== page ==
Happiness is less regulated by external circumstances than inward enjoyment. Whoever is happy in the satisfaction of himself feels imperturbable felicity; but he, who trusts entirely to the world for the disposition of his peace, must inevitably participate [in] many privations and disappointments.
Because he had not done what she, with her heart in her mouth, had hoped he would do, which was to be a man: deny everything, and swear on his life it was not true, and grow indignant at the false accusation, and shout curses at this ill-begotten society that did not hesitate to trample on one's honor, and remain imperturbable even when forced with crushing proofs of his disloyalty.
Gabriel Garcia Marquez
The hunger and thirst for knowledge, the keen delight in the chase, the good humored willingness to admit that the scent was false, the eager desire to get on with the work, the cheerful resolution to go back and begin again, the broad good sense, the unaffected modesty, the imperturbable temper, the gratitude for any little help that was given - all these will remain in my memory though I cannot paint them for others.
Frederic William Maitland
The distinguishing trait of people accustomed to good society is a calm, imperturbable quiet which pervades all their actions and habits, from the greatest to the least. They eat in quiet, move in quiet, live in quiet, and lose their wife, or even their money, in quiet; while low persons cannot take up either a spoon or an affront without making such an amazing noise about it.
The moonlight shines and billows; the broken clouds scud above the trees. Leaves fly everywhere. But the moonlight stays unmoved by the wind, passing through clouds, through air, in what seems to Werner like impossibly slow imperturbable rays. They hang across the buckling grass. Why doesn't the wind move the light?
He rose, offering his hand to Evanlyn to assist her. Even though she was lithe and athletic as a cat, she took it, enjoying the contact. She saw Horace's slight frown as she did so and smiled to herself. A girl can never have too many admirers, she thought. Will seemed unperturbed by the fact that she retained hold of Selethen's hand a little longer than politeness dictated. But then, Ranger's were trained to look imperturbable. He was probably seething with jealousy, she thought.
I have discovered that many of the things I thought were priceless are as cheap as costume jewelry, and much of what I labeled worthless was, all the time, filled with the kind of beauty that directly nourishes my soul... Now I think that the vast majority of us "normal" people spend our lives trashing our treasures and treasuring our trash. We bustle around trying to create the impression that we are hip, imperturbable, omniscient, in perfect control, when in fact we are awkward and scared and bewildered.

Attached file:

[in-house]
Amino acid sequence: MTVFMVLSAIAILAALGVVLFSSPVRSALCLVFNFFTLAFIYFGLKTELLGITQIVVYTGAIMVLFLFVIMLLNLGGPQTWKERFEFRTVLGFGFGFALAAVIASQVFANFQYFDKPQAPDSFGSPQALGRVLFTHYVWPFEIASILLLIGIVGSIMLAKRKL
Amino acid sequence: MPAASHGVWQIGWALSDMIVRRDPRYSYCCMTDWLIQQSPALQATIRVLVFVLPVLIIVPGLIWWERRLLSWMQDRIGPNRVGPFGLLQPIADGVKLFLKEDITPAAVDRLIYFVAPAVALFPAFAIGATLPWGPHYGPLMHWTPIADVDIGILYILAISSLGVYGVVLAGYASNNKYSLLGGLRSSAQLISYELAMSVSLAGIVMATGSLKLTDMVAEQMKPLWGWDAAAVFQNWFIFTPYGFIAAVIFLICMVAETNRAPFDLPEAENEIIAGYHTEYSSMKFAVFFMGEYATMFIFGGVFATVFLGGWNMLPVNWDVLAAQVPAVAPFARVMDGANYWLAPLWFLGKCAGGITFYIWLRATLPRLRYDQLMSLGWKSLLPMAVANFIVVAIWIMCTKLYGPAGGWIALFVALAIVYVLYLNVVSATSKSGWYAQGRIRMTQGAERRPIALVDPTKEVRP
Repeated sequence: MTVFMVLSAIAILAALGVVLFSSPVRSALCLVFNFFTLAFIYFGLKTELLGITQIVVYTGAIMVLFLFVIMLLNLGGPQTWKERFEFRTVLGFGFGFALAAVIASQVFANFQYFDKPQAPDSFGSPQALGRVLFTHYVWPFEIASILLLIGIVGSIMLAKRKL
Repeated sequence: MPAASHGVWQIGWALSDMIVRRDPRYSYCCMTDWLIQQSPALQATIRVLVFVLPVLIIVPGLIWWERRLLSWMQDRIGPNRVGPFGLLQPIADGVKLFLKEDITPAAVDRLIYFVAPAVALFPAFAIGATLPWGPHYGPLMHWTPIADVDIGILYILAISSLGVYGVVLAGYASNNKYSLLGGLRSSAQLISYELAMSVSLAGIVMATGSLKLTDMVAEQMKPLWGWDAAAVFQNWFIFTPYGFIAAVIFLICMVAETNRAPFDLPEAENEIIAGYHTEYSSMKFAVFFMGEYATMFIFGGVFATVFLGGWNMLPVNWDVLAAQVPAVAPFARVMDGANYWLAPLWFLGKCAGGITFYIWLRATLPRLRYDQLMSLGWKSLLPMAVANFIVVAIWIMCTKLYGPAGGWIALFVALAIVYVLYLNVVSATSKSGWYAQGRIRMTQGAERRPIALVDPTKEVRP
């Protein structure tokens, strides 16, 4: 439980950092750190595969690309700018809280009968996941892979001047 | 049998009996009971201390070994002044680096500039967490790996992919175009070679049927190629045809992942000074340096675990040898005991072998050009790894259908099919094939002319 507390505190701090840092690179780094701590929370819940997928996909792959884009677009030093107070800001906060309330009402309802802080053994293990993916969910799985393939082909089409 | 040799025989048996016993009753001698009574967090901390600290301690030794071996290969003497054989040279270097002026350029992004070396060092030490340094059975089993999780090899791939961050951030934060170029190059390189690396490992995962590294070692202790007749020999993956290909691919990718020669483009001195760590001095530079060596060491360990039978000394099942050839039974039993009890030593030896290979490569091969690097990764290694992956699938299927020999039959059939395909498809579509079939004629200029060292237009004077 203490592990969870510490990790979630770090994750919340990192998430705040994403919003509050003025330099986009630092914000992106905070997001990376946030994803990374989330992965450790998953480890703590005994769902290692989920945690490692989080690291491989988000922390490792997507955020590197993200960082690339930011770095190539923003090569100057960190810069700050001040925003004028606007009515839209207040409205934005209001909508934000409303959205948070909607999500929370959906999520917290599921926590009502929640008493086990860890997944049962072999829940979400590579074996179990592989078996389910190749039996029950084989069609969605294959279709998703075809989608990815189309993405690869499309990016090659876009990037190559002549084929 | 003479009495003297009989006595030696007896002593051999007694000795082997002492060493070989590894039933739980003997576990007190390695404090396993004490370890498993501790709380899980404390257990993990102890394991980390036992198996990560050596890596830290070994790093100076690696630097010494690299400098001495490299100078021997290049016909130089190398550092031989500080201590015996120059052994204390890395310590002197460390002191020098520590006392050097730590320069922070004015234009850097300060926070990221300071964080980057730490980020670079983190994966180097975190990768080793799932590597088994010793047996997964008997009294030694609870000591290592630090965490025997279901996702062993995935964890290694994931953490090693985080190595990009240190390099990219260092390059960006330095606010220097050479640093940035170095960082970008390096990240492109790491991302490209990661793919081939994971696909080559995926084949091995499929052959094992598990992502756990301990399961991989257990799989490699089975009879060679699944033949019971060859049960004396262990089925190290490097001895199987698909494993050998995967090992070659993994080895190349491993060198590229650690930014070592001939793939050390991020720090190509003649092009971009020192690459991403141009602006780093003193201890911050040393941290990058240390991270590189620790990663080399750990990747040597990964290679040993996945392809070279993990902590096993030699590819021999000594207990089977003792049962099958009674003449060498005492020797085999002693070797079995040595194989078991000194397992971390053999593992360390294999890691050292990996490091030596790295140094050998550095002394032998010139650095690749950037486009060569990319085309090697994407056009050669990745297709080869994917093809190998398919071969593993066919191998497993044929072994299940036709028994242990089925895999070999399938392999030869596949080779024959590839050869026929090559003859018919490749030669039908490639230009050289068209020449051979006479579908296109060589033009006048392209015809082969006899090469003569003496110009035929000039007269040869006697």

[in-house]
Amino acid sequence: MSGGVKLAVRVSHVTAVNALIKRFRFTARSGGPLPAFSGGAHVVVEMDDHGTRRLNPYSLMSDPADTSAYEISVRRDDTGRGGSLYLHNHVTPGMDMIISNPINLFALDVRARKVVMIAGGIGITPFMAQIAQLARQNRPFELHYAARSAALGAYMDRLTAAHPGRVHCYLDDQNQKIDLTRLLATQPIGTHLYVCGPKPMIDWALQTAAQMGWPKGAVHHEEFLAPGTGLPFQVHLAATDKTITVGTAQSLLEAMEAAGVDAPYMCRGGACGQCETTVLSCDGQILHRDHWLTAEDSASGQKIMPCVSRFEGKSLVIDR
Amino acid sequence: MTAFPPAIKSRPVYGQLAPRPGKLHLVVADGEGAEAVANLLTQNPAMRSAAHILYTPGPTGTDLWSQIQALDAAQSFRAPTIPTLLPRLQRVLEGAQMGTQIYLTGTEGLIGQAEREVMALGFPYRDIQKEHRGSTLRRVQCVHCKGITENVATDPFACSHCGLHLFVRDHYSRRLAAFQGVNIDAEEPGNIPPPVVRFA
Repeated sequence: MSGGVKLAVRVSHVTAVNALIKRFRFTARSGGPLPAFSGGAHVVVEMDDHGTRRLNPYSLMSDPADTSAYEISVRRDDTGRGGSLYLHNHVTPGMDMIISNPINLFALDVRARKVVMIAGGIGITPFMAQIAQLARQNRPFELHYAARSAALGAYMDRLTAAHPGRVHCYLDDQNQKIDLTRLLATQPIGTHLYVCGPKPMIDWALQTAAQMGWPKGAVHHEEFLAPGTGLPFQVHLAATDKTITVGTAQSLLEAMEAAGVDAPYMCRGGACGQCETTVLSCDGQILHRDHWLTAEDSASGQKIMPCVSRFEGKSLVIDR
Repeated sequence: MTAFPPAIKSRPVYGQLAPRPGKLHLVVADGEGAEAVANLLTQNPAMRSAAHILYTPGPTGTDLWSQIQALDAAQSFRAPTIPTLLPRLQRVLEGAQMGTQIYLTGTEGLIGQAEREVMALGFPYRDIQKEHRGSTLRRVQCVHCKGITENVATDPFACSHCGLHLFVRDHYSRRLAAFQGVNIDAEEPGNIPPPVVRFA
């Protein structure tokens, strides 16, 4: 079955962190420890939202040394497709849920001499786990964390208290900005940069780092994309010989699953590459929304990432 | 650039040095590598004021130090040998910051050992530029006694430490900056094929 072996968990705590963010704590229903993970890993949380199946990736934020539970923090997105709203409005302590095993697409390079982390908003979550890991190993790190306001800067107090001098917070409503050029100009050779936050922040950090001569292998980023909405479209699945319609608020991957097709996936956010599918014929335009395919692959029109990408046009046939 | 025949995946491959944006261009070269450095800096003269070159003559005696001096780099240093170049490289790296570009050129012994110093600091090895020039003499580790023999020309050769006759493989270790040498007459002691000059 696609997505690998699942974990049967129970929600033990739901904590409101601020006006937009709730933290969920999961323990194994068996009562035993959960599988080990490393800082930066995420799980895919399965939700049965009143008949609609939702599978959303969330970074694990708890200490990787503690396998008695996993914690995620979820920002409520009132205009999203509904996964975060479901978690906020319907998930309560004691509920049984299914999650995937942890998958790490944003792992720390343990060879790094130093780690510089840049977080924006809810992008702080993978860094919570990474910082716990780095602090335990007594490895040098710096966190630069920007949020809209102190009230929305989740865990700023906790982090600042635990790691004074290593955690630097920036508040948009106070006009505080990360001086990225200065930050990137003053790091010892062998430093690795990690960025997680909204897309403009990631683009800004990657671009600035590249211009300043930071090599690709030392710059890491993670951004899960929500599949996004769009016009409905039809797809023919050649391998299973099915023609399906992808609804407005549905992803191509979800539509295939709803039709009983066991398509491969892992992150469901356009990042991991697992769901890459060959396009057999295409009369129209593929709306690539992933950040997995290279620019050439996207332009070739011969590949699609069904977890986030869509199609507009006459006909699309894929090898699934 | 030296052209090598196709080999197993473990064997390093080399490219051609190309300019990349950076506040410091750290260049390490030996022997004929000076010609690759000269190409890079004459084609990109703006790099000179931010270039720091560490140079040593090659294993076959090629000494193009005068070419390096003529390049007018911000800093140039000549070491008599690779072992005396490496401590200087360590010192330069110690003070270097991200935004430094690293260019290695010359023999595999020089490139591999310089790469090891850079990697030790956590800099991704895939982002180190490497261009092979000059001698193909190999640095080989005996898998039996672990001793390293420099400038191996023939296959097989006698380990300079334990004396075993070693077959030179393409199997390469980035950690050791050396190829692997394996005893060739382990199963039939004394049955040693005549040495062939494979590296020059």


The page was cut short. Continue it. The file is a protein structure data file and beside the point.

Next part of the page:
The important thing in our understanding is to have a smooth, free-thinking way of observation. We have to think and to observe things without stagnation. We should accept things as they are without difficulty. Ou mind should be soft and open enough to understand things as they are. When our thinking is soft, it is called imperturbable thinking. This kind of thinking is always stable. It is called mindfulness.
Could I speak to you for a moment, madam?' said Nannie to Agnes. It was at moments of crisis like this that Mary chiefly envied her Aunt Agnes's imperturbable disposition. Most mothers feel a hideous sinking at the heart when these fatal words are pronounced, but Agnes only showed a kindly and inactive interest. In anyone else Mary might have suspected unusual powers of bluff, hiding trembling knees, a feeling of helpless nausea, flashes of light behind the eyes, storm in the brain, and a general desire to say 'Take double your present wages, but don't tell me what it is you want to speak to me about.' But Agnes, placidly confident in the perfection of her own family and the unassailable security of her own existence, was only capable of feeling a mild curiosity and barely capable of showing it.